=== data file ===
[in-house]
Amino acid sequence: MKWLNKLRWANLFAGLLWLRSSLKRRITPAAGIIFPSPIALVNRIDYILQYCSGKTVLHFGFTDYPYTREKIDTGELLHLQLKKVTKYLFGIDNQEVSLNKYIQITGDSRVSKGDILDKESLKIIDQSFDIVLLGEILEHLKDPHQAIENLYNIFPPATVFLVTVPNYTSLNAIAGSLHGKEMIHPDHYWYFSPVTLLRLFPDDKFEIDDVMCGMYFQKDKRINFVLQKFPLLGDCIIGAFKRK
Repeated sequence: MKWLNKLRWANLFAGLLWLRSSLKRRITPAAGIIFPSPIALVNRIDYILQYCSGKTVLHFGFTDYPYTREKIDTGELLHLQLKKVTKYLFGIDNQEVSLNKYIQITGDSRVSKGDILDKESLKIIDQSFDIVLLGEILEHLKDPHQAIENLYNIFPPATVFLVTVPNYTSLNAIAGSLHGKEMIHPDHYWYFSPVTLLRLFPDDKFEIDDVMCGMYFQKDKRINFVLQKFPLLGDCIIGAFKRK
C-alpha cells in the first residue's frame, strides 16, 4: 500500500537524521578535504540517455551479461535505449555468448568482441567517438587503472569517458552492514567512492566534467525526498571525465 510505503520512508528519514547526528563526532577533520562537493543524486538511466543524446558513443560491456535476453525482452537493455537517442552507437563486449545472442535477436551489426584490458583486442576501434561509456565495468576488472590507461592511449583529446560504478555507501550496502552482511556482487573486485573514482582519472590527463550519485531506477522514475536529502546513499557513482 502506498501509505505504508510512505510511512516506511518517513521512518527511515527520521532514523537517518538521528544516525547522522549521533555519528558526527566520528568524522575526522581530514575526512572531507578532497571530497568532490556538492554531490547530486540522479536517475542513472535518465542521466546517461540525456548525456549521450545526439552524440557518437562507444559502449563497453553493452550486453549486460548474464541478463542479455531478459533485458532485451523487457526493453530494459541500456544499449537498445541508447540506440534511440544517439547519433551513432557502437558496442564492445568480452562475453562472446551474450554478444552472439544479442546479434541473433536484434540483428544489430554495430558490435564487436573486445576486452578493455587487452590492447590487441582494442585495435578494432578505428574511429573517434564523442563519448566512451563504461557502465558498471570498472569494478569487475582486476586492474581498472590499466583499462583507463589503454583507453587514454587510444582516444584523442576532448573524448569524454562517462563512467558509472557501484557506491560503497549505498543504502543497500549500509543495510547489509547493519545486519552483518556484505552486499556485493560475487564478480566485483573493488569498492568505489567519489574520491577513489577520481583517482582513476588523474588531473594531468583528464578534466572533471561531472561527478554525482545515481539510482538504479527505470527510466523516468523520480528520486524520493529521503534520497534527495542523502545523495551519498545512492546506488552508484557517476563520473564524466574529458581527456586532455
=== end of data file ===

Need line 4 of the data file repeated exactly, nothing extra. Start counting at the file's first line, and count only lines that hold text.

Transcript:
C-alpha cells in the first residue's frame, strides 16, 4: 500500500537524521578535504540517455551479461535505449555468448568482441567517438587503472569517458552492514567512492566534467525526498571525465 510505503520512508528519514547526528563526532577533520562537493543524486538511466543524446558513443560491456535476453525482452537493455537517442552507437563486449545472442535477436551489426584490458583486442576501434561509456565495468576488472590507461592511449583529446560504478555507501550496502552482511556482487573486485573514482582519472590527463550519485531506477522514475536529502546513499557513482 502506498501509505505504508510512505510511512516506511518517513521512518527511515527520521532514523537517518538521528544516525547522522549521533555519528558526527566520528568524522575526522581530514575526512572531507578532497571530497568532490556538492554531490547530486540522479536517475542513472535518465542521466546517461540525456548525456549521450545526439552524440557518437562507444559502449563497453553493452550486453549486460548474464541478463542479455531478459533485458532485451523487457526493453530494459541500456544499449537498445541508447540506440534511440544517439547519433551513432557502437558496442564492445568480452562475453562472446551474450554478444552472439544479442546479434541473433536484434540483428544489430554495430558490435564487436573486445576486452578493455587487452590492447590487441582494442585495435578494432578505428574511429573517434564523442563519448566512451563504461557502465558498471570498472569494478569487475582486476586492474581498472590499466583499462583507463589503454583507453587514454587510444582516444584523442576532448573524448569524454562517462563512467558509472557501484557506491560503497549505498543504502543497500549500509543495510547489509547493519545486519552483518556484505552486499556485493560475487564478480566485483573493488569498492568505489567519489574520491577513489577520481583517482582513476588523474588531473594531468583528464578534466572533471561531472561527478554525482545515481539510482538504479527505470527510466523516468523520480528520486524520493529521503534520497534527495542523502545523495551519498545512492546506488552508484557517476563520473564524466574529458581527456586532455